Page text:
HILL farmers get 100 lambs, to sell or keep, from 100 ewes tupped; lowland farmers get 168; and upland farmers – those on high fields rather than moorland – get 151.
The story of those average results, with all their implications, is in the table, produced by EBLEX scientist Liz Genever, to give farmers targets to work towards.
She said: "Accurate records of lambs lost at every stage can be one of the most valuable aids to management improvement. Particular losses between scanning and birth, for instance, suggest more attention could usefully be paid to guarding against infectious abortion or nutrition problems. If higher than normal losses are occurring from birth to turn-out, improving hygiene or ensuring sufficient colostrum intake or quality might be more worthwhile.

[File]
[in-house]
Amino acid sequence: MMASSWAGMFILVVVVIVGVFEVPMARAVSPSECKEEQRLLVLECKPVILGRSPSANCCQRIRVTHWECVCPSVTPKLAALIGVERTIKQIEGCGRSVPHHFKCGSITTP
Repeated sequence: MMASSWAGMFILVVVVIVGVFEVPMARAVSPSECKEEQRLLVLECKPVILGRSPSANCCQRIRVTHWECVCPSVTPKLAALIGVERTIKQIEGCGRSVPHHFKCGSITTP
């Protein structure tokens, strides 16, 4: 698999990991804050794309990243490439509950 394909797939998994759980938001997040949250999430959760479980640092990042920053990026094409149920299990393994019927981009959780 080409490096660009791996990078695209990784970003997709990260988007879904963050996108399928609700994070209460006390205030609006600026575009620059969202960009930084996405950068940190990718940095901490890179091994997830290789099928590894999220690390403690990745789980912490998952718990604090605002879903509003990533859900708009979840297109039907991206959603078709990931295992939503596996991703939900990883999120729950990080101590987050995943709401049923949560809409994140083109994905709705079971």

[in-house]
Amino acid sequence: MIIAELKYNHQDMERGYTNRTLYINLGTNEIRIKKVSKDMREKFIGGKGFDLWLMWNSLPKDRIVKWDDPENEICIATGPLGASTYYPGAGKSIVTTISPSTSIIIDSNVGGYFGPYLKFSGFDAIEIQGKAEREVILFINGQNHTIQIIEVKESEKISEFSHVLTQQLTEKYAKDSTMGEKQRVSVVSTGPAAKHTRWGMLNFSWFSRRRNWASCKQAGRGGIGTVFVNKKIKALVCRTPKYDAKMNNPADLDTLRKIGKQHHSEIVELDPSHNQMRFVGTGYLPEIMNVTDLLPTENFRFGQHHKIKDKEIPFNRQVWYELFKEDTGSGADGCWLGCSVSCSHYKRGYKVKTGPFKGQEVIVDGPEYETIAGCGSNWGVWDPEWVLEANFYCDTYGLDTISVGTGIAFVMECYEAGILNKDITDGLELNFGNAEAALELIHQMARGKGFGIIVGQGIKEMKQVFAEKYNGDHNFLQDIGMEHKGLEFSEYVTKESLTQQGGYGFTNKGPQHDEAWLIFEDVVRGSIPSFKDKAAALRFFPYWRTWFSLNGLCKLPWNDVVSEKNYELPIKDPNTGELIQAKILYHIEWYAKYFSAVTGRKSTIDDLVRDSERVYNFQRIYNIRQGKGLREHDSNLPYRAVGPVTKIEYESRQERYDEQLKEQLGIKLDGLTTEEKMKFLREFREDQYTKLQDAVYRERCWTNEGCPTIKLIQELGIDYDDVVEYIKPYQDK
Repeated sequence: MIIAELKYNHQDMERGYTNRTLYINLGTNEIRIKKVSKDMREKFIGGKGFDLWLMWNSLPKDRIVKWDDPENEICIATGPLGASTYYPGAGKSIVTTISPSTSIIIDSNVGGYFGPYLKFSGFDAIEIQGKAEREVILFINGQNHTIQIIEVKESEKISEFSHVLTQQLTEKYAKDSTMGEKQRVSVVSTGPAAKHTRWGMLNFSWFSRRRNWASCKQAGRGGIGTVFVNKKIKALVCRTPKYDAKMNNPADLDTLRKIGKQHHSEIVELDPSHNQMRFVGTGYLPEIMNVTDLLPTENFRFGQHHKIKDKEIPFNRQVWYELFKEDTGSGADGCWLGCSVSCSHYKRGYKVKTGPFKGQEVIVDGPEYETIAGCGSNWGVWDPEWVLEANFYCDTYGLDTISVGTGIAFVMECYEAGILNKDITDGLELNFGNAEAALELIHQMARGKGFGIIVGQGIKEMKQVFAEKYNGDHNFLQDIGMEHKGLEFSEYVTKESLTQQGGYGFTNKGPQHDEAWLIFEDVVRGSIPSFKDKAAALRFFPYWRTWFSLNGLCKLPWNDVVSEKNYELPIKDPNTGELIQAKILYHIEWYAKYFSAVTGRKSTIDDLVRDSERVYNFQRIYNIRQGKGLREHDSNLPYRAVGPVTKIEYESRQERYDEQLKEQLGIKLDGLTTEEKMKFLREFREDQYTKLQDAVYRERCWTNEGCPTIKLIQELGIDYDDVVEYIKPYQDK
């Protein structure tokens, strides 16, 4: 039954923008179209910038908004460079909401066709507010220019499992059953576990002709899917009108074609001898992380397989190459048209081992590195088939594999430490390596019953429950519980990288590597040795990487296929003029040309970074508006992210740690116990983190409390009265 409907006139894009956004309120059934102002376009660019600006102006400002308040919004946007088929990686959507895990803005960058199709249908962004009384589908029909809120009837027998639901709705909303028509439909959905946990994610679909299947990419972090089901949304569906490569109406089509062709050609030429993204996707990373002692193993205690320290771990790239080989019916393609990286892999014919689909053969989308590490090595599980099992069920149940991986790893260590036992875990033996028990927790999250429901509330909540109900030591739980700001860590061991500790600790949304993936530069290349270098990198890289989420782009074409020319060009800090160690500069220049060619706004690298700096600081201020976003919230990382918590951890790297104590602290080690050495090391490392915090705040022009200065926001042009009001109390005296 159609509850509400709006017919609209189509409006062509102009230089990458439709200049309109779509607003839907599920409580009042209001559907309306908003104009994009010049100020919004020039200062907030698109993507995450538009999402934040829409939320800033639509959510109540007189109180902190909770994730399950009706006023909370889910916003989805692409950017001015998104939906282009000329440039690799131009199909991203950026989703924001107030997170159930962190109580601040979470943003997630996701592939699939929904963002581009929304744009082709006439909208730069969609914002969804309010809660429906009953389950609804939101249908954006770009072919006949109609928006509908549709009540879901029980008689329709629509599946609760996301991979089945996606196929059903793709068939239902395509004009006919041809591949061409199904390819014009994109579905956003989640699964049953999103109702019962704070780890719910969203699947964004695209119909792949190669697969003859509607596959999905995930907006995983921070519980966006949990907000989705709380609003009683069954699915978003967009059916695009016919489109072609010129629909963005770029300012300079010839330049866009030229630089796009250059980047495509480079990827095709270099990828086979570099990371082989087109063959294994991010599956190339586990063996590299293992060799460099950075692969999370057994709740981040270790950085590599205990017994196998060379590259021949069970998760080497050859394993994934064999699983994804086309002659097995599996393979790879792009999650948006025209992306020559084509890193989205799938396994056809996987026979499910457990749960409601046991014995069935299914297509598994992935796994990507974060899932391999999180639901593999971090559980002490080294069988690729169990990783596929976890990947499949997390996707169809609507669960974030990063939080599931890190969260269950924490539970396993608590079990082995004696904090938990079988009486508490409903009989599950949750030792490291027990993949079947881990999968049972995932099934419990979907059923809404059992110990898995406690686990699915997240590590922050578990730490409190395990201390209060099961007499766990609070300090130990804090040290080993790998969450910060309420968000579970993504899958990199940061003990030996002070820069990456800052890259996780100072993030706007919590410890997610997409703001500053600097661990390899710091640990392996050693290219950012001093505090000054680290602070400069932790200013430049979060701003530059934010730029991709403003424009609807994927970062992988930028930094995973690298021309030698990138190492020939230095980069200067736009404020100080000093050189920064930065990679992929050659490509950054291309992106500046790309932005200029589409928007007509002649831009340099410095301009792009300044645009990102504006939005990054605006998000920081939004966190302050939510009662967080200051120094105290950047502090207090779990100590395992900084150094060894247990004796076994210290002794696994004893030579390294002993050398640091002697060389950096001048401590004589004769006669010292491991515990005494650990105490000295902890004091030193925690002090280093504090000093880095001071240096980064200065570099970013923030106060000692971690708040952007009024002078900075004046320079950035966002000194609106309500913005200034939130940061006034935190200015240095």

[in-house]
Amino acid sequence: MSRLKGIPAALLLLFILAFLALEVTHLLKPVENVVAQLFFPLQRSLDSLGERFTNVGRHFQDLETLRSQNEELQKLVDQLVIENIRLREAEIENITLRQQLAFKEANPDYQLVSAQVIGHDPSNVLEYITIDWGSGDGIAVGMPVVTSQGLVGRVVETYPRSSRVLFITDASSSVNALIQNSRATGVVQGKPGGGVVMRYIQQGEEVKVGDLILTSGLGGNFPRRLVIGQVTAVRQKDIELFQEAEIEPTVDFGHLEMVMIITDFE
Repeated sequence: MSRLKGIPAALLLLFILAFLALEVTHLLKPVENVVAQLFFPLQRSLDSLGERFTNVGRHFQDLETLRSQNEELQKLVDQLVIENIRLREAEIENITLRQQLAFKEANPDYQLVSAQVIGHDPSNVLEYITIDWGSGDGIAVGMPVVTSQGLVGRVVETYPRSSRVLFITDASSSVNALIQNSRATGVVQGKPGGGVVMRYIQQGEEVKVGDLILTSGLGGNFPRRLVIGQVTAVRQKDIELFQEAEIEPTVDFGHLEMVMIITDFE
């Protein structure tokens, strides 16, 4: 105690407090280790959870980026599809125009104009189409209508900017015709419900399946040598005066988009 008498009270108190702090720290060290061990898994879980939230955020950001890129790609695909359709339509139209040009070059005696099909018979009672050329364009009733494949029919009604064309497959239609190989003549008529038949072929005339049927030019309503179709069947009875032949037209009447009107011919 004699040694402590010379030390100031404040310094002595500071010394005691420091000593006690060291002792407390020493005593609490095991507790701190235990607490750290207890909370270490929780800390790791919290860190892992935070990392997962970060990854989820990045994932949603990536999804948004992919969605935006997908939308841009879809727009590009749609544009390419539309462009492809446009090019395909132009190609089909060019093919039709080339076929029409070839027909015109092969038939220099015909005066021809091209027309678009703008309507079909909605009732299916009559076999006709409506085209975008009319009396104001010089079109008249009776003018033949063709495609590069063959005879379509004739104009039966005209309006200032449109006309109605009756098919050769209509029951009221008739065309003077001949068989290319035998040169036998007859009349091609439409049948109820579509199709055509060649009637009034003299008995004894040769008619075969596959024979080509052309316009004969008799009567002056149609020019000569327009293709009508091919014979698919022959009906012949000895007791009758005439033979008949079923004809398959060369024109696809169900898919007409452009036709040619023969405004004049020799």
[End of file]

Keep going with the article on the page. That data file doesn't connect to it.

"And where problems are encountered between turn-out and sale, better control of intestinal parasites and lamb diseases is merited."